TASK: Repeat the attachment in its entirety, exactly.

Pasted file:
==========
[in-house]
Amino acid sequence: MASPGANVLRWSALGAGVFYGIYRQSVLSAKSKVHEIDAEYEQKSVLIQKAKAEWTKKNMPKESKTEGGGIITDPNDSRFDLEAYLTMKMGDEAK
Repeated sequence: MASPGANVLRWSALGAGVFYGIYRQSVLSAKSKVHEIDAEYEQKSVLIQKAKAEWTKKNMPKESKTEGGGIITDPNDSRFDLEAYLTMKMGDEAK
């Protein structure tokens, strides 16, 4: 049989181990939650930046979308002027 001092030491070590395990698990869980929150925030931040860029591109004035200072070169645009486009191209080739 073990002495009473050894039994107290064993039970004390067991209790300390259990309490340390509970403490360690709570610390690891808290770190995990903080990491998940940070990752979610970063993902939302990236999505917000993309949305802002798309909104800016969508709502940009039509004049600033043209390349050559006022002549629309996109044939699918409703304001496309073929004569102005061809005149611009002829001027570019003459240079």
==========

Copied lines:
[in-house]
Amino acid sequence: MASPGANVLRWSALGAGVFYGIYRQSVLSAKSKVHEIDAEYEQKSVLIQKAKAEWTKKNMPKESKTEGGGIITDPNDSRFDLEAYLTMKMGDEAK
Repeated sequence: MASPGANVLRWSALGAGVFYGIYRQSVLSAKSKVHEIDAEYEQKSVLIQKAKAEWTKKNMPKESKTEGGGIITDPNDSRFDLEAYLTMKMGDEAK
């Protein structure tokens, strides 16, 4: 049989181990939650930046979308002027 001092030491070590395990698990869980929150925030931040860029591109004035200072070169645009486009191209080739 073990002495009473050894039994107290064993039970004390067991209790300390259990309490340390509970403490360690709570610390690891808290770190995990903080990491998940940070990752979610970063993902939302990236999505917000993309949305802002798309909104800016969508709502940009039509004049600033043209390349050559006022002549629309996109044939699918409703304001496309073929004569102005061809005149611009002829001027570019003459240079």